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D-Fenders mourn loss of a ‘brother’ in video coordinator Adam Cave

Los Angeles was still mourning the loss of a cherished member of the team as they attempted to play the next game on their schedule.

Roses placed where Adam Cave would sit during D-Fenders games.

EL SEGUNDO- The Los Angeles D-Fenders outscored the Reno Bighorns on Thursday night, but none of them felt like they won. The team lost 22-year old video coordinator Adam Cave in a fatal motorcycle accident two nights before, a reality that was understandably at the front of their minds even as they tried to focus on a basketball game.

“It’s been an extremely difficult 48 hours for us, and credit to these guys for coming out and being professional and putting it to the side for 48 minutes and really focusing on working with each other, loving each other, playing with each other,” said D-Fenders head coach Coby Karl. “We’re going to miss Adam a lot.”

Karl’s words were echoed by his and the D-Fenders actions following the game. The already quiet Karl’s voice lowered to barely more than a whisper, while guard Vander Blue’s cracked several times as he tried to talk about Cave.

“We got him in our hearts, and in our prayers,” Blue said. “We’re just going to keep praying for his family, and just praying for our team. We just lost a family member, we lost a brother that meant so much to all of us. It’s going to make us stronger, and it’s going to give us a little bit more passion and power to play with.”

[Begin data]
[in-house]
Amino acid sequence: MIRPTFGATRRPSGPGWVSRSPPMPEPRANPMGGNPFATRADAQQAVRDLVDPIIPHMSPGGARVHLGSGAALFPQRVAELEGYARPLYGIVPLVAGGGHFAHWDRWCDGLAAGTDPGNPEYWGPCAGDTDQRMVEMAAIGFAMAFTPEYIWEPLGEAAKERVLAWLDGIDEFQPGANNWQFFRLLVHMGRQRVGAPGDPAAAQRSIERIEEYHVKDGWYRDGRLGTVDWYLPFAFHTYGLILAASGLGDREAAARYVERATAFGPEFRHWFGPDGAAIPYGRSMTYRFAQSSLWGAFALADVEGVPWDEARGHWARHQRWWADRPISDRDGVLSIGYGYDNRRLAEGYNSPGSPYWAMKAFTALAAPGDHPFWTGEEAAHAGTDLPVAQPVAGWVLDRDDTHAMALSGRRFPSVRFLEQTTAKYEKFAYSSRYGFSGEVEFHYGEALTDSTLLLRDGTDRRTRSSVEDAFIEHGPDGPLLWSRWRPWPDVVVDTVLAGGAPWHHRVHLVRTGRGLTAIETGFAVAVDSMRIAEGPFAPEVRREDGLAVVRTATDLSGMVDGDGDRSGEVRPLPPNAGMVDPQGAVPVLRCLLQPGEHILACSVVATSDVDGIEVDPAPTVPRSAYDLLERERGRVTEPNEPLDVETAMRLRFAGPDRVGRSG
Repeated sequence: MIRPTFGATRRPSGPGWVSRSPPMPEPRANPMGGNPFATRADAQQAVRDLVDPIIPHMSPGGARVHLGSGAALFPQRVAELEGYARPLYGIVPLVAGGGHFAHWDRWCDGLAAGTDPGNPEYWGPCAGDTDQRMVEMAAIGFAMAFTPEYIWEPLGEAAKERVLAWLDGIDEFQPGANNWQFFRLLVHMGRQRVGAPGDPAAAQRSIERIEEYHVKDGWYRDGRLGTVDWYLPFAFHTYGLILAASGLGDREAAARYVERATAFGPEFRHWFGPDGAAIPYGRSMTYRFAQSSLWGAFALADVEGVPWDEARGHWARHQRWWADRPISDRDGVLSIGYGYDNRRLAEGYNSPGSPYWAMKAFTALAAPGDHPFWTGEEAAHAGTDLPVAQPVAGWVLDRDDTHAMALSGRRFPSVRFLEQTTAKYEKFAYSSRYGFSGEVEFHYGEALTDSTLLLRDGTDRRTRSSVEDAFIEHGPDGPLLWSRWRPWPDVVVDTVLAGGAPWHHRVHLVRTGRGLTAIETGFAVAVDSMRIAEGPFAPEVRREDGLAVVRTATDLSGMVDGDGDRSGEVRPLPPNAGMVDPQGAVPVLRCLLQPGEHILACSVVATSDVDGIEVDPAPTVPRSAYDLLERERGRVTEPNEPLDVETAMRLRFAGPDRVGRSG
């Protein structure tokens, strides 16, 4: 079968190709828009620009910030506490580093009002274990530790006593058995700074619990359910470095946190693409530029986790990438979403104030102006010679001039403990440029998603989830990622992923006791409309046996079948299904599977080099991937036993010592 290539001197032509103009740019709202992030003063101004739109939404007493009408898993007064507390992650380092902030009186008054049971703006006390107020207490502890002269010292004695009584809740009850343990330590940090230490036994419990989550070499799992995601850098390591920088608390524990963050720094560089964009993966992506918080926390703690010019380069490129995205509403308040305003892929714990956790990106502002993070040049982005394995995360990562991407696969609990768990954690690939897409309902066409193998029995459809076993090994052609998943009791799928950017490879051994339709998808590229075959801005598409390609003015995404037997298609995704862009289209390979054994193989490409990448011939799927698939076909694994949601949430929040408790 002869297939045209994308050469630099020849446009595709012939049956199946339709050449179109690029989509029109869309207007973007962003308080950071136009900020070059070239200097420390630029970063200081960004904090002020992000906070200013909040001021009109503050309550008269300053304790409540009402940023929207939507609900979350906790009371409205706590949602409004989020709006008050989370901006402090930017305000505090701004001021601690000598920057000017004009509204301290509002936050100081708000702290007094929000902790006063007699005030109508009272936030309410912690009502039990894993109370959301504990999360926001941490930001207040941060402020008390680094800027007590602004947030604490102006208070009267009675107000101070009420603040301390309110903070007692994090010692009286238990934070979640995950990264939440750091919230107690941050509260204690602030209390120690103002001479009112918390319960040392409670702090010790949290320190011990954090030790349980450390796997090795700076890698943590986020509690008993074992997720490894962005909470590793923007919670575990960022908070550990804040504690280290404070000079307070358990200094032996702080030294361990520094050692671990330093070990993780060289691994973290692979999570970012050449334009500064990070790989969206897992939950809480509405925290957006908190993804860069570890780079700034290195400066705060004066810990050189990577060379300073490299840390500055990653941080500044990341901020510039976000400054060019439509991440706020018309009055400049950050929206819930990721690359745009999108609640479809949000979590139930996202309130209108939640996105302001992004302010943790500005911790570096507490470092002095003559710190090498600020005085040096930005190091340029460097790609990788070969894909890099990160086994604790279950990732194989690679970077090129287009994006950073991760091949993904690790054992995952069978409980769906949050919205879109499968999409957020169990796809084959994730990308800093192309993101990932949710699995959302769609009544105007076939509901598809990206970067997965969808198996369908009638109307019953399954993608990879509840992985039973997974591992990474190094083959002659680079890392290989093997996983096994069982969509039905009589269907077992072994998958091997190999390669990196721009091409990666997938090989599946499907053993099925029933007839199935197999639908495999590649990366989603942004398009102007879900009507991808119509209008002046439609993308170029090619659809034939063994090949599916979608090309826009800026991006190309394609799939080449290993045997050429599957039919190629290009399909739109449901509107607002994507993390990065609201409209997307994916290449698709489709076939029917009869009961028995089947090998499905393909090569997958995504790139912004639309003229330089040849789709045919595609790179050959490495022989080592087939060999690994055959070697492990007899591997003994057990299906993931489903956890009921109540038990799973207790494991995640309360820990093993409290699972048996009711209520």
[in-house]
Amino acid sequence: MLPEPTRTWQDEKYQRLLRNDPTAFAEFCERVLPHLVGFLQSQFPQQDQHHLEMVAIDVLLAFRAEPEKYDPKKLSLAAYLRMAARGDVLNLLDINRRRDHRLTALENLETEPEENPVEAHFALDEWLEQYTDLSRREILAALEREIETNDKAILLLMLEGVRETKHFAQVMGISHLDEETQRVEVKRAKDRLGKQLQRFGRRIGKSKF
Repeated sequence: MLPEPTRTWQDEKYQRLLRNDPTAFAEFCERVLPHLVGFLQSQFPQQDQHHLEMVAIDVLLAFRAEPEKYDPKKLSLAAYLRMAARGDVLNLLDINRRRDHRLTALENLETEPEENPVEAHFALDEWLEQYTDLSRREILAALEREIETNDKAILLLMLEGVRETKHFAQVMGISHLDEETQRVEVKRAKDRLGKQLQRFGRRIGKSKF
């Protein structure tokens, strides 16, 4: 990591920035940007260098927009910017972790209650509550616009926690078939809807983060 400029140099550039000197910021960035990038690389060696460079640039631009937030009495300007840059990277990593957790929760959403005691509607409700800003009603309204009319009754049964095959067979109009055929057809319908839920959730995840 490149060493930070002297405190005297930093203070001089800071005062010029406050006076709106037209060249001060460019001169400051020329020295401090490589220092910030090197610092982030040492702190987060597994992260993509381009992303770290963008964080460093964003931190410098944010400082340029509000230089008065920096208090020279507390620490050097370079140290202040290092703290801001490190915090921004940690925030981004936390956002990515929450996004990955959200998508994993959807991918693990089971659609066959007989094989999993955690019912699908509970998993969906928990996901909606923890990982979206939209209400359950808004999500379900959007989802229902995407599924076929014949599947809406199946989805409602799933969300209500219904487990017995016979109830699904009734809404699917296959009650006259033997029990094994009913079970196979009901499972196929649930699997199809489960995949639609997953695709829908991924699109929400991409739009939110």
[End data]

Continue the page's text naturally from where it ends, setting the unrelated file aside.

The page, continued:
The team found their passion without getting to practice. Assistant coach Paul Woolpert did his best to make sure the coaching staff was as ready as they could be without the work of a video coordinator who Karl recalled with a laugh as being one of the most “effective and efficient” workers he’s dealt with in professional basketball.

“[Woolpert] was probably the one that kind of reminded our coaching staff that we had to lead here, and we had to be leaders,” Karl said. “It’s not something that you want to do, in terms of playing a basketball game after that happened.”

The D-Fenders did anyway, and they’ll continue to have to, which is exactly what they say Cave would want.

“We got to keep it rolling for him. It’s not about us. Every time we play now it’s for him,” Blue said. “Walking past his locker, I’m just thinking about life, man. Just learning lessons. Knowing that life is not guaranteed, basketball is not guaranteed, and nothing’s promised. A big lesson I’ve learned is to embrace every moment, appreciate everybody, and just try to love and be a good person.”

Karl was similarly reflective on what the loss of Cave had taught him, one that he tried to impart to his grieving team.

“The message that keeps coming to mind for me is let’s just enjoy this, because Adam enjoyed this so much. He loved this, and sometimes we lose sight of that when we’re not getting what we want, or we’re not winning, or we’re not playing as well as we want, but he loved what he was doing and even his parents said it was as happy as they’ve ever seen him,” Karl said.

“Just be thankful for what we have, and appreciate each other, and love each other,” Karl continued. “Just do it for each other because those relationships will be all we’re going to take away.”

The team placed a set of white roses where Blue would look to Cave, working on his laptop with a smile behind the team bench, a reminder of a brother lost too soon.

“I know me, I look at his chair where he usually sits during the game. I used to talk to Adam during the game,” Blue said. “He’s one of our brothers, he’s a family member, so obviously it was really hard for us, but we just had to dig down deep and know he’s in a better place, and obviously he’s watching over us and I know he’s more happy than anybody that we got this win.”

All quotes obtained firsthand. Harrison Faigen is co-host of the Locked on Lakers podcast (subscribe here), and you can follow him on Twitter at @hmfaigen.